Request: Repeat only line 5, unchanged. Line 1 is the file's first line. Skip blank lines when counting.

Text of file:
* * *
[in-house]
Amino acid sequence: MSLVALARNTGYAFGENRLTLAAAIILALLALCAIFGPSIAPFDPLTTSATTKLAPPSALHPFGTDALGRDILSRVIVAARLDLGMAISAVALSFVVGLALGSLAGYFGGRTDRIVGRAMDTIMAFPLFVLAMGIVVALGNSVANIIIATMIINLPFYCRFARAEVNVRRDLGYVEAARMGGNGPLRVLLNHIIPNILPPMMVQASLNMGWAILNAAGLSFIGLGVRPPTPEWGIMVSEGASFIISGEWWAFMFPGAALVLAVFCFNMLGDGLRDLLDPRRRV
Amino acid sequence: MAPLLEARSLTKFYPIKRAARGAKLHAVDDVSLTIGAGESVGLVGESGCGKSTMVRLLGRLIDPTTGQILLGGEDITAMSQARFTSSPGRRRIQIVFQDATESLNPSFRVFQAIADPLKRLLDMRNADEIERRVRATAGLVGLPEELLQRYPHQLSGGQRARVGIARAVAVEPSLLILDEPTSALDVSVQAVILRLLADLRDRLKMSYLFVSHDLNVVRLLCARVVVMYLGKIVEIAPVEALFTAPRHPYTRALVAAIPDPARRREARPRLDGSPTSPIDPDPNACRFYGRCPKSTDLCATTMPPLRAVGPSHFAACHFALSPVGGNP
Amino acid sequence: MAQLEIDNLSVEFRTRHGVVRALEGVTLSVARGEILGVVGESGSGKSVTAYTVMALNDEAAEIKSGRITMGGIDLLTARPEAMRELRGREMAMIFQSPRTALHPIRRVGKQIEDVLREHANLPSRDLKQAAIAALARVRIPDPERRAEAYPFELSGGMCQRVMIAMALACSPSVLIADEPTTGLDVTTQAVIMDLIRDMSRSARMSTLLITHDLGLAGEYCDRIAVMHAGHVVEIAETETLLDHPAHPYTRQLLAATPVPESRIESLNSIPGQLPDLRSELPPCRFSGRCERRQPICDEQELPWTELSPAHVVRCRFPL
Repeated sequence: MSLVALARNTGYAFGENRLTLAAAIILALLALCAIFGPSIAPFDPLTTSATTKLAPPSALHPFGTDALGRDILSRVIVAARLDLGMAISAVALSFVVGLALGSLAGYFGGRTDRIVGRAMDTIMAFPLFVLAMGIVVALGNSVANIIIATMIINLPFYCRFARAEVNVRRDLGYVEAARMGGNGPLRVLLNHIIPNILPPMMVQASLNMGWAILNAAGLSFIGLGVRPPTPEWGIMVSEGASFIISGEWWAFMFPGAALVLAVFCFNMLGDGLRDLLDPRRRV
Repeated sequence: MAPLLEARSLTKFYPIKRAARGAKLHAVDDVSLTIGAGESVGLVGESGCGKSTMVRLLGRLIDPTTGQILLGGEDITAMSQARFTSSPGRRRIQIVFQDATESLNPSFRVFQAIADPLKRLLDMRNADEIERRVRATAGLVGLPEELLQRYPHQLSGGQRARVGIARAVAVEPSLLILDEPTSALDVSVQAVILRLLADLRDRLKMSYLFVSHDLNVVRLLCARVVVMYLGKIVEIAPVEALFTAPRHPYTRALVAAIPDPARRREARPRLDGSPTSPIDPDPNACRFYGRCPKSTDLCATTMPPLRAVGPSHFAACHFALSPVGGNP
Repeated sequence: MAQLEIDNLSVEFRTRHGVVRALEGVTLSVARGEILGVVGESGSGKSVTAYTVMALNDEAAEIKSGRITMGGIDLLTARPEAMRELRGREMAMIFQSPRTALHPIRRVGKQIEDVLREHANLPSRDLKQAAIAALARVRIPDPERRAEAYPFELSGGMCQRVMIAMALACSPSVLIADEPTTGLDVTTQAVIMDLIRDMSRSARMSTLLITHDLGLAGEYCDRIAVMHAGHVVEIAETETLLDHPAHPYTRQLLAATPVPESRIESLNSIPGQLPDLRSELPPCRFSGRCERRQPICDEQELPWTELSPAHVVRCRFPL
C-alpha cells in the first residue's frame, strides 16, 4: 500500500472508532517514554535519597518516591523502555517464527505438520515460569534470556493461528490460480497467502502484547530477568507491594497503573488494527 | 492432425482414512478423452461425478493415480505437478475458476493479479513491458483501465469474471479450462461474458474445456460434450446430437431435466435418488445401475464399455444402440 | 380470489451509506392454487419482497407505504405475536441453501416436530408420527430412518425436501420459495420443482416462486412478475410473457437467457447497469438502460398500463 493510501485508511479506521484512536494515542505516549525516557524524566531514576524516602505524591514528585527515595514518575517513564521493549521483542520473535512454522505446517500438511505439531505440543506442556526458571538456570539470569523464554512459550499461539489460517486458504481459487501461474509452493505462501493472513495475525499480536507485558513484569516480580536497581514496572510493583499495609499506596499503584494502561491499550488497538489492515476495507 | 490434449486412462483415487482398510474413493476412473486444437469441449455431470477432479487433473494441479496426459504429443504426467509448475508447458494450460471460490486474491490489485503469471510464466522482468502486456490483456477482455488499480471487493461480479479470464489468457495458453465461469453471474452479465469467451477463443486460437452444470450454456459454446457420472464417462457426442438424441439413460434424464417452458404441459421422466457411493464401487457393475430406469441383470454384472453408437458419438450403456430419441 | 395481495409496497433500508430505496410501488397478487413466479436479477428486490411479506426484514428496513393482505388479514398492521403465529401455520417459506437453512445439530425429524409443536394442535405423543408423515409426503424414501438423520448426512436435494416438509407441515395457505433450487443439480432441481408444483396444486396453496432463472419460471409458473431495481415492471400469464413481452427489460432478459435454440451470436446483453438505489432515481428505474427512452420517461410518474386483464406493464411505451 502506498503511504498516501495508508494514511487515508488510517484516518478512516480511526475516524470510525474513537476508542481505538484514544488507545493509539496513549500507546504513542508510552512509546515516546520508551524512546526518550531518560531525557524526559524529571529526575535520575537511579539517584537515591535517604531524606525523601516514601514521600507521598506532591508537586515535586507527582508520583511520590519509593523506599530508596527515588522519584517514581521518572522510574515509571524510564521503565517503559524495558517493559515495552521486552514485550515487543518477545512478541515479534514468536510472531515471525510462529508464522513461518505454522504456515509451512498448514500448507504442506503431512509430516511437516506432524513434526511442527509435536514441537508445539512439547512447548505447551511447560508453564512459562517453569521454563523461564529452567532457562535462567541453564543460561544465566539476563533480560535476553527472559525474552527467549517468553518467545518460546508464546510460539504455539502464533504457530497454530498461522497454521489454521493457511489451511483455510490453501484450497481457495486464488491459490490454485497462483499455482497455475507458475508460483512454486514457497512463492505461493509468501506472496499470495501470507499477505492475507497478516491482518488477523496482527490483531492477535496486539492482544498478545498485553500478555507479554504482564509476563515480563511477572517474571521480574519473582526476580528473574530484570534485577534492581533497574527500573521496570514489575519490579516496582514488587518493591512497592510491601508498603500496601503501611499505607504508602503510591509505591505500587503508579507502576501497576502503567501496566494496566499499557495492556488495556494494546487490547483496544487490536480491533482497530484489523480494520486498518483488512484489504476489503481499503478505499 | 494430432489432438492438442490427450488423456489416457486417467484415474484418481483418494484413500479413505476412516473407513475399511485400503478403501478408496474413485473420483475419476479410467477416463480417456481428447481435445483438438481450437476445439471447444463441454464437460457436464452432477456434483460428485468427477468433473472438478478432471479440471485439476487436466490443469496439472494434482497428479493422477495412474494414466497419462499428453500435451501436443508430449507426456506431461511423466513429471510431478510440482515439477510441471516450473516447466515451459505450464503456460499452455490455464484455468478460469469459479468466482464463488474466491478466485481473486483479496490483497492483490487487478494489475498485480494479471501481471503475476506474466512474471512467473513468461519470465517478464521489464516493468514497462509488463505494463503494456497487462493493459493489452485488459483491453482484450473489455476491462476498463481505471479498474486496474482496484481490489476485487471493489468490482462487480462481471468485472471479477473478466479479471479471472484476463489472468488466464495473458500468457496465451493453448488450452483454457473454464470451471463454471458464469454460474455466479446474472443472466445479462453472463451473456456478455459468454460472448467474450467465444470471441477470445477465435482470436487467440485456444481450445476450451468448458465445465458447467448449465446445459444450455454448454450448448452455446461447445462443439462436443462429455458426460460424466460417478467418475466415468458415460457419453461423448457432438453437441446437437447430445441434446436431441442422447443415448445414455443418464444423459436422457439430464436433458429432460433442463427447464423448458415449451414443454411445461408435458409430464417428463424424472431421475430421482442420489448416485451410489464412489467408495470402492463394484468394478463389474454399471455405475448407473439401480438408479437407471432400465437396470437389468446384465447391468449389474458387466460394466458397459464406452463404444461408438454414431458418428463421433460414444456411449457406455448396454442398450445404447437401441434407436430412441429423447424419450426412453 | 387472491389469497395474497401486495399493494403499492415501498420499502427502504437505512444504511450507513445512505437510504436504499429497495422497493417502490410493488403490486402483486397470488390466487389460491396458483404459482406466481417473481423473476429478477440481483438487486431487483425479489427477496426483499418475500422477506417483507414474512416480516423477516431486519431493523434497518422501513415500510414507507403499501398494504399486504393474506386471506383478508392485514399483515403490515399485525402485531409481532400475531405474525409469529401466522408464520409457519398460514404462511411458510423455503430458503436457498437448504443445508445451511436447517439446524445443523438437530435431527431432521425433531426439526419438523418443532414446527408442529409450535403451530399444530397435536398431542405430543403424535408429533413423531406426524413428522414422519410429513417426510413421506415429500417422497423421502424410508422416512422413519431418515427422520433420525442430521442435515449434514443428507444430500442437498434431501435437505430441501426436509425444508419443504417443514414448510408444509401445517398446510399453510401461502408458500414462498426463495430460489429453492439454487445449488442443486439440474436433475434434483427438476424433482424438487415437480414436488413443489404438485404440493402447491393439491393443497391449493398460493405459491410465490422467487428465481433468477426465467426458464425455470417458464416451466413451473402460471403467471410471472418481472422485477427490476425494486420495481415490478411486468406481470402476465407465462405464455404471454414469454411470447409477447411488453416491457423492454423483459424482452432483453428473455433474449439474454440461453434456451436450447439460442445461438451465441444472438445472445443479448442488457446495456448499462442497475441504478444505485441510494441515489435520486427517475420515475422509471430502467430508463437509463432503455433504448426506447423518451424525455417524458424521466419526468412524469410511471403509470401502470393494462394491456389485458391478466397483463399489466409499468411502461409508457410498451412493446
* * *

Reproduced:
Repeated sequence: MSLVALARNTGYAFGENRLTLAAAIILALLALCAIFGPSIAPFDPLTTSATTKLAPPSALHPFGTDALGRDILSRVIVAARLDLGMAISAVALSFVVGLALGSLAGYFGGRTDRIVGRAMDTIMAFPLFVLAMGIVVALGNSVANIIIATMIINLPFYCRFARAEVNVRRDLGYVEAARMGGNGPLRVLLNHIIPNILPPMMVQASLNMGWAILNAAGLSFIGLGVRPPTPEWGIMVSEGASFIISGEWWAFMFPGAALVLAVFCFNMLGDGLRDLLDPRRRV